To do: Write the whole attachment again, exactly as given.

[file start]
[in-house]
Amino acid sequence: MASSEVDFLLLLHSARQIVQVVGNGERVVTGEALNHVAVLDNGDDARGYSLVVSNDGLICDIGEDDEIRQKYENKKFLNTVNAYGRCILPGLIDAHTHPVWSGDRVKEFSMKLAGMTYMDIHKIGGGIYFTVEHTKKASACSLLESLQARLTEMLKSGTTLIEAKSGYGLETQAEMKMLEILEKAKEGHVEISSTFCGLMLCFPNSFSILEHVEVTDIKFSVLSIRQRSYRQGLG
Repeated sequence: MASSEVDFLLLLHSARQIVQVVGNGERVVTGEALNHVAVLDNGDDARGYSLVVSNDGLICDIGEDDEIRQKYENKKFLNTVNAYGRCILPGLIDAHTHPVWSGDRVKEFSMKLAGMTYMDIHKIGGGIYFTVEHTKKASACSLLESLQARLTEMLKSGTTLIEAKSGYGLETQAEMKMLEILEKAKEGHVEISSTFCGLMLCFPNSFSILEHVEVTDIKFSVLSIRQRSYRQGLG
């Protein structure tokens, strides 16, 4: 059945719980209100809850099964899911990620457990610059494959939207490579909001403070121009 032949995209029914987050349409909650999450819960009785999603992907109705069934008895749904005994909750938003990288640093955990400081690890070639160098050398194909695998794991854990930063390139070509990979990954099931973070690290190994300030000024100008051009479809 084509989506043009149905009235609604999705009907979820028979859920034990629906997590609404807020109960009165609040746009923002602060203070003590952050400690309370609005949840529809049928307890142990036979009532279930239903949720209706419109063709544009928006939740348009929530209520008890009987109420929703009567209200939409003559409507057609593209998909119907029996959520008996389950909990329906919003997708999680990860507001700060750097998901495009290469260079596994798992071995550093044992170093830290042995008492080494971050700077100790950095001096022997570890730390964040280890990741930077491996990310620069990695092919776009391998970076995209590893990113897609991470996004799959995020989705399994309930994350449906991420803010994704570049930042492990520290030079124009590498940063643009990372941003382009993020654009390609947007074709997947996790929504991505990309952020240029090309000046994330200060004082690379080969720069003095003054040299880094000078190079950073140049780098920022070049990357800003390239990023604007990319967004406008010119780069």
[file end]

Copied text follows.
[in-house]
Amino acid sequence: MASSEVDFLLLLHSARQIVQVVGNGERVVTGEALNHVAVLDNGDDARGYSLVVSNDGLICDIGEDDEIRQKYENKKFLNTVNAYGRCILPGLIDAHTHPVWSGDRVKEFSMKLAGMTYMDIHKIGGGIYFTVEHTKKASACSLLESLQARLTEMLKSGTTLIEAKSGYGLETQAEMKMLEILEKAKEGHVEISSTFCGLMLCFPNSFSILEHVEVTDIKFSVLSIRQRSYRQGLG
Repeated sequence: MASSEVDFLLLLHSARQIVQVVGNGERVVTGEALNHVAVLDNGDDARGYSLVVSNDGLICDIGEDDEIRQKYENKKFLNTVNAYGRCILPGLIDAHTHPVWSGDRVKEFSMKLAGMTYMDIHKIGGGIYFTVEHTKKASACSLLESLQARLTEMLKSGTTLIEAKSGYGLETQAEMKMLEILEKAKEGHVEISSTFCGLMLCFPNSFSILEHVEVTDIKFSVLSIRQRSYRQGLG
């Protein structure tokens, strides 16, 4: 059945719980209100809850099964899911990620457990610059494959939207490579909001403070121009 032949995209029914987050349409909650999450819960009785999603992907109705069934008895749904005994909750938003990288640093955990400081690890070639160098050398194909695998794991854990930063390139070509990979990954099931973070690290190994300030000024100008051009479809 084509989506043009149905009235609604999705009907979820028979859920034990629906997590609404807020109960009165609040746009923002602060203070003590952050400690309370609005949840529809049928307890142990036979009532279930239903949720209706419109063709544009928006939740348009929530209520008890009987109420929703009567209200939409003559409507057609593209998909119907029996959520008996389950909990329906919003997708999680990860507001700060750097998901495009290469260079596994798992071995550093044992170093830290042995008492080494971050700077100790950095001096022997570890730390964040280890990741930077491996990310620069990695092919776009391998970076995209590893990113897609991470996004799959995020989705399994309930994350449906991420803010994704570049930042492990520290030079124009590498940063643009990372941003382009993020654009390609947007074709997947996790929504991505990309952020240029090309000046994330200060004082690379080969720069003095003054040299880094000078190079950073140049780098920022070049990357800003390239990023604007990319967004406008010119780069």